Quotations From WILLIAM BUTLER YEATS


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  • It is most important that we should keep in this country a certain leisured class.... I am of the opinion of the ancient Jewish book which says "there is no wisdom without leisure."
    William Butler Yeats (1865-1939), Irish poet, playwright. Speech, March 28, 1923, to the Seanad Eireann, the Irish Senate.
  • "... Let the cage bird and the cage bird mate and the wild bird mate in the wild."
    William Butler Yeats (1865-1939), Irish poet, playwright. "Owen Aherne and His Dancers."
  • Man can embody truth but he cannot know it.
    William Butler Yeats (1865-1939), Irish poet, playwright. letter, Jan. 4, 1939. The Letters of W.B. Yeats, ed. Allan Wade (1954). Yeats died Jan. 28, 1939.

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  • I agree about Shaw—he is haunted by the mystery he flouts. He is an atheist who trembles in the haunted corridor.
    William Butler Yeats (1865-1939), Irish poet, playwright. Letter, July 1, 1921, to author George Russell. The Letters of W.B. Yeats, ed. Allan Wade (1954). Yeats expressed ambiguous views toward Shaw in his Autobiography (1938): "We all hated him with the left side of our heads, while admiring him immensely with the right side."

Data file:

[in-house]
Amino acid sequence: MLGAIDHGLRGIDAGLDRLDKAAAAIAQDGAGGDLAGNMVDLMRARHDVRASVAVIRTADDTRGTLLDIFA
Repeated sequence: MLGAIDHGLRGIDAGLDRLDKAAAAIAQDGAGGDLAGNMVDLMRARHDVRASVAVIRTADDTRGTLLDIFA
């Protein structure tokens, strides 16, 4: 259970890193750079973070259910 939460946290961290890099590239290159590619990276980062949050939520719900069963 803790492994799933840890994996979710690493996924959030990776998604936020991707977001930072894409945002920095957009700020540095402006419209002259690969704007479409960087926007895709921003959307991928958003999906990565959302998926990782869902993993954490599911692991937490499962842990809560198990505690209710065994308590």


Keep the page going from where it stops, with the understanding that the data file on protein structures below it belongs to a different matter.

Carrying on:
• Words are always getting conventionalized to some secondary meaning. It is one of the works of poetry to take the truants in custody and bring them back to their right senses.
    William Butler Yeats (1865-1939), Irish poet, playwright. letter, Feb. 3, 1889. Collected Letters, vol. 1, ed. John Kelly (1986). "Poets are the policemen of language," Yeats added, "they are always arresting those old reprobates the words."

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  • I am of a healthy long lived race, and our minds improve with age.
    William Butler Yeats (1865-1939), Irish poet. Letter, June 24, 1935. The Letters of W.B. Yeats, ed. Allan Wade (1954).
  • We make out of the quarrel with others, rhetoric, but of the quarrel with ourselves, poetry.
    William Butler Yeats (1865-1939), Irish poet, playwright. "Anima Hominis," sct. 5, Essays (1924).

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  • I hate journalists. There is nothing in them but tittering jeering emptiness. They have all made what Dante calls the Great Refusal.... The shallowest people on the ridge of the earth.
    William Butler Yeats (1865-1939), Irish poet, playwright. letter, Aug. 30, 1888, to writer Katharine Tynan. The Collected Letters of W.B. Yeats, vol. 1, ed. John Kelly (1986).

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  • Designs in connection with postage stamps and coinage may be described, I think, as the silent ambassadors on national taste.
    William Butler Yeats (1865-1939), Irish poet, playwright. Speech, March 3, 1926, to the Seanad Eireann, the Irish Senate, on the coinage bill.
  • But was there ever dog that praised his fleas?
    William Butler Yeats (1865-1939), Irish poet, playwright. "To a Poet, Who Would Have Me Praise Certain Bad Poets, Imitators of His and Mine."

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